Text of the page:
I think this is the ultimate strategy for world domination.
Randal C. says
FromtheAshesChris, you're a nicer person than I am.
Let's just say Kurt Cobain's fascination for Courtney might come from his being a fan of this band:
Something...compelling me.......to track down...................this record :(
Randal C. says
I don't know whether I should mention that it's available on iTunes or not. In some jurisdictions, just telling you that could be considered assault.
What is this...eye toons...of which you speak?
Because as much as I like the Dresden Dolls, I would not drive ten hours to see them play. I would not buy tshirts with their logos/designs/etc on it(as a matter of fact, JC, I believe you are the ONLY person I've seen in concert and bought t shirts from).
I suspect that nobody FORCED them to sign their record deal. They likely don't have families to feed yet either.
Depending on who you believe, between 80% and 95% of major label releases result in a loss for the label. From reading the NPR article, it sounds like their recordings are barely getting above the breakeven point. I suppose that treading water in a major label means their albums are doing better than the other 80%-95% of releases that outright drown.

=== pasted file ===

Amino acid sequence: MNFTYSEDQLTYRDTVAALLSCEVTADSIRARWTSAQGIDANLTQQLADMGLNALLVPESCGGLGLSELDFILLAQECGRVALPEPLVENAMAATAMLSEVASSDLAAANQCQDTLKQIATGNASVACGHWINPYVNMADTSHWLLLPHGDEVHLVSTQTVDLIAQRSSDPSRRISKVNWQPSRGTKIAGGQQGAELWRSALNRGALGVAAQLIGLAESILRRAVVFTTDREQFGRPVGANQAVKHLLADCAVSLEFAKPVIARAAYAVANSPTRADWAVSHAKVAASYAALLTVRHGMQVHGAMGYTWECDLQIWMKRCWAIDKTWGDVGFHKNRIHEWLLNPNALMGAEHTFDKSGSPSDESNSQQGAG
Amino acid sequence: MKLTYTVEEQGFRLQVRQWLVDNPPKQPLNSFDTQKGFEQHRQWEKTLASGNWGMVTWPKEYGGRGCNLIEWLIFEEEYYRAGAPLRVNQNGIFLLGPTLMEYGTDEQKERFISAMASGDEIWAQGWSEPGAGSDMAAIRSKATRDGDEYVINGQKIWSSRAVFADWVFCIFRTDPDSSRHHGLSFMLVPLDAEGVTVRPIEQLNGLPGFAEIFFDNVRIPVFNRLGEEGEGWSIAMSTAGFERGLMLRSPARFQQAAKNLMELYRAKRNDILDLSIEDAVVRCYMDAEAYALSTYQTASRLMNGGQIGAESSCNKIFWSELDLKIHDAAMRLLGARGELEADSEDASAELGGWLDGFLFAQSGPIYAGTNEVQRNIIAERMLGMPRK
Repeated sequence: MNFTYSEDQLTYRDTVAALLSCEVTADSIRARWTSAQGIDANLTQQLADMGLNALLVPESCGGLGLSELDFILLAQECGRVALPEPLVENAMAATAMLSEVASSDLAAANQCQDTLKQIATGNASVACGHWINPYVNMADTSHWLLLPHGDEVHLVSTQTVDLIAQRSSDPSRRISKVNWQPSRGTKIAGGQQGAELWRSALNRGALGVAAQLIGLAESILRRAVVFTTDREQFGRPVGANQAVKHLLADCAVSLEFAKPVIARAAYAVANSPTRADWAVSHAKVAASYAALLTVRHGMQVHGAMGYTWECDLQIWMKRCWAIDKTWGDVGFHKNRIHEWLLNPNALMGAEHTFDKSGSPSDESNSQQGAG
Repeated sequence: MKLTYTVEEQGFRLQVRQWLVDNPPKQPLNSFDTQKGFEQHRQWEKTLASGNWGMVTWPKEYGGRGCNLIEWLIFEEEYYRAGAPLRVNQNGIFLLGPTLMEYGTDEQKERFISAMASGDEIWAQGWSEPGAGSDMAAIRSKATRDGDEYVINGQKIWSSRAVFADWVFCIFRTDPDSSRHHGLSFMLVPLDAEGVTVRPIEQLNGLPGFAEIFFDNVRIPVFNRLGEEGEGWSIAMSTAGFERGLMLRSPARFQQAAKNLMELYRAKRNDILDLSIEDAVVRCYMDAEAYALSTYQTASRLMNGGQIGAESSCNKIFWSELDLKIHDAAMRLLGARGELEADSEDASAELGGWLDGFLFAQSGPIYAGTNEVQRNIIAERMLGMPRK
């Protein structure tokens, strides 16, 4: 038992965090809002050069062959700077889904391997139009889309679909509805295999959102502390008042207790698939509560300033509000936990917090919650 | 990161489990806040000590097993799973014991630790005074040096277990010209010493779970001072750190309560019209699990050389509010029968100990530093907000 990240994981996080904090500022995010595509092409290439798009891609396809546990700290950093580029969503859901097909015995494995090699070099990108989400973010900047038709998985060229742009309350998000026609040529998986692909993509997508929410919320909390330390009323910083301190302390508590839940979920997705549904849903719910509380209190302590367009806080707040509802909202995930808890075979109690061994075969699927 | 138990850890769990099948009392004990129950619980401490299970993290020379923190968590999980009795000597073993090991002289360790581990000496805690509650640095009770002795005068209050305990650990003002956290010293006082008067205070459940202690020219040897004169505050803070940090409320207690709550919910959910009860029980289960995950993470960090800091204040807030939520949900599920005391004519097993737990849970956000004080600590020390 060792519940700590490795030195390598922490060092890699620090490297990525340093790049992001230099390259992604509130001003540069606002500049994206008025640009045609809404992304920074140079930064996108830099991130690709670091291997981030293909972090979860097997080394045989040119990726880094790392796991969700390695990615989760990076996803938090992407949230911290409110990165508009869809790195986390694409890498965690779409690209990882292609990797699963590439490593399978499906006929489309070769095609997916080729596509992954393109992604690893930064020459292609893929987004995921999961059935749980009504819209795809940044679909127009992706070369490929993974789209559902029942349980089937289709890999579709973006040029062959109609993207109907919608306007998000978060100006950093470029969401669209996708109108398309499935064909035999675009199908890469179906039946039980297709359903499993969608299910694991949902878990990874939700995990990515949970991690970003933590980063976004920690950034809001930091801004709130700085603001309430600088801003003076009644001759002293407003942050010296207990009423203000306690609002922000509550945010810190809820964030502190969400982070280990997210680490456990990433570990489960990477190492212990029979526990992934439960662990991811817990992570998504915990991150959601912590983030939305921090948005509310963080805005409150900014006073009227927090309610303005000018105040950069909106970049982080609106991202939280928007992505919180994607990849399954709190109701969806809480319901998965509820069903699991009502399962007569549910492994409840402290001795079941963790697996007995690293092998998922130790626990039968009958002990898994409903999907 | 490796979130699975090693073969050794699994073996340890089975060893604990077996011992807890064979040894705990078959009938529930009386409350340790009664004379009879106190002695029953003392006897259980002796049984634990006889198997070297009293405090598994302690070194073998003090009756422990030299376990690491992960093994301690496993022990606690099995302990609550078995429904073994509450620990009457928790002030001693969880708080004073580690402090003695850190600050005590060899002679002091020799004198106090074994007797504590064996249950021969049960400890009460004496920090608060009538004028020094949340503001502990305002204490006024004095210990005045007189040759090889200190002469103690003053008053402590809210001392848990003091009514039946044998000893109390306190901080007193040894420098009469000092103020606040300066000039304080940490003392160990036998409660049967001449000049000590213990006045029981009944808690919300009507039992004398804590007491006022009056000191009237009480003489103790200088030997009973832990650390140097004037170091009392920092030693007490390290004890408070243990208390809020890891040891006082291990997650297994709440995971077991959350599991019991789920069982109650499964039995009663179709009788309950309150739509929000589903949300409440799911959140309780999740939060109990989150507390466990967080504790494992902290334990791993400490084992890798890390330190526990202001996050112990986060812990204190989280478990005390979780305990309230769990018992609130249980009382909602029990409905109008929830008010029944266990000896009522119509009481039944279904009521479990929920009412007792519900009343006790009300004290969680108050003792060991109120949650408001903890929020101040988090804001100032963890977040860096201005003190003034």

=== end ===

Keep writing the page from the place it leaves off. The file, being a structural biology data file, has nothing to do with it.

Touring is advertising for the album. I thought that was pretty common knowledge. The Grateful Dead lost a lot of money on touring in the mid-1970s, when W. Stanley Owsley, III, was their sound guy - the cost of setting up the sound equipment repeatedly, keeping it in repair, etc. was more than they made in ticket sales.
I see it in smaller acts too, e.g. Carla Ulbrich - she appears at various places in return for expenses, and the chance to sell albums. That's the rule of thumb for, e.g., filk conventions - if someone is a guest of the convention, their room, board and transportation are covered, but they don't get a wage for performing beyond that.
And rapacious contracts for albums are also pretty common. I can't say how many groups have appeared on MTV Behind the Music or whatever and talked about breaking up with their initial manager or record label because, in order to get exposure, they allowed themselves to be maneuvered into contracts that promised them almost nothing for record sales, performances, etc.
You make more money, but I think you are a bit of an exception